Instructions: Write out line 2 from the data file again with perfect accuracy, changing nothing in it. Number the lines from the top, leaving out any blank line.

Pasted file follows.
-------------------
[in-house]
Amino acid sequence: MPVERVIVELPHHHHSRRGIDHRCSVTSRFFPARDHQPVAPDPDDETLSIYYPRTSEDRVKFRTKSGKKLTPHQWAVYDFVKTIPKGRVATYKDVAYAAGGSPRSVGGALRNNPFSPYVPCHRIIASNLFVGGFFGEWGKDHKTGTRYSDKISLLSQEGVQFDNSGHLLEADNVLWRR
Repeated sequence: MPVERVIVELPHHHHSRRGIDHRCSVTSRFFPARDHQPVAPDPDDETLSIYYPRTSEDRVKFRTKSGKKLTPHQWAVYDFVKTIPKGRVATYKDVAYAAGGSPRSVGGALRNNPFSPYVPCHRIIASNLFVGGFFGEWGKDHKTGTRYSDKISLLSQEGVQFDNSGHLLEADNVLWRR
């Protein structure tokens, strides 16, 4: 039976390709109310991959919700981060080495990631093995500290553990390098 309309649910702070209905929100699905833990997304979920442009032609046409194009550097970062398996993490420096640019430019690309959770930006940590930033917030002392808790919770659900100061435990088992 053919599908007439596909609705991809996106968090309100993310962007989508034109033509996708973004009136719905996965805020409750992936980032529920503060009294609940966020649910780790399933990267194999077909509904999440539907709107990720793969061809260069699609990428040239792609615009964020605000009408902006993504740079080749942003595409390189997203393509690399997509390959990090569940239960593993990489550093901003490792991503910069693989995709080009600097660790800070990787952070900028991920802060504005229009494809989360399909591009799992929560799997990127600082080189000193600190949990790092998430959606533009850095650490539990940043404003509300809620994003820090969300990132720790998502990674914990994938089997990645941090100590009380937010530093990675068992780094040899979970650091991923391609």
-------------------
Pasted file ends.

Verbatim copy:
Amino acid sequence: MPVERVIVELPHHHHSRRGIDHRCSVTSRFFPARDHQPVAPDPDDETLSIYYPRTSEDRVKFRTKSGKKLTPHQWAVYDFVKTIPKGRVATYKDVAYAAGGSPRSVGGALRNNPFSPYVPCHRIIASNLFVGGFFGEWGKDHKTGTRYSDKISLLSQEGVQFDNSGHLLEADNVLWRR